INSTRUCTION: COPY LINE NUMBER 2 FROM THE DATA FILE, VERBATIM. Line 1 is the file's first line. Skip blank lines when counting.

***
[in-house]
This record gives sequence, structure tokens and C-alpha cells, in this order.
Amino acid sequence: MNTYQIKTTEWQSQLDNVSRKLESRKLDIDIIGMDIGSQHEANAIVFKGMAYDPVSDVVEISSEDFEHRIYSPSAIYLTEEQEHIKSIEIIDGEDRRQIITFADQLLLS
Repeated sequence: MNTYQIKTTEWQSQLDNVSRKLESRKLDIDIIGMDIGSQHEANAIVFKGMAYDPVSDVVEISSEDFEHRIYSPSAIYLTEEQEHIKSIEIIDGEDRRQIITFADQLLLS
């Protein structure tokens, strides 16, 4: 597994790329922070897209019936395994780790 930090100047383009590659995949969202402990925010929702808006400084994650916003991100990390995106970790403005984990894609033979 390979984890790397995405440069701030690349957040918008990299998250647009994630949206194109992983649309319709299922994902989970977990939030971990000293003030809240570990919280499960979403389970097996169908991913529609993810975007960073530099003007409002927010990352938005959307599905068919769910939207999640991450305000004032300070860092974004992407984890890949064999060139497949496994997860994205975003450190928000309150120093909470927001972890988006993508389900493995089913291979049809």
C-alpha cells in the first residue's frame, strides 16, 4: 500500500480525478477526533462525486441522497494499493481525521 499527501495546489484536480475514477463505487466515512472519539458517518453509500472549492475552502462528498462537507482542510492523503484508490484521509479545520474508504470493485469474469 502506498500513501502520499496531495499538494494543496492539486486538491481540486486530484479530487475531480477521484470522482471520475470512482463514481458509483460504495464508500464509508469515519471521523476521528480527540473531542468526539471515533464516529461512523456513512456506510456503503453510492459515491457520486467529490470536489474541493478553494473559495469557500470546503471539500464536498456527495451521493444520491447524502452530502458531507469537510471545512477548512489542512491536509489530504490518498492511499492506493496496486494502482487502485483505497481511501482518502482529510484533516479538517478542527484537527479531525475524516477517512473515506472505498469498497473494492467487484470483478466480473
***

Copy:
This record gives sequence, structure tokens and C-alpha cells, in this order.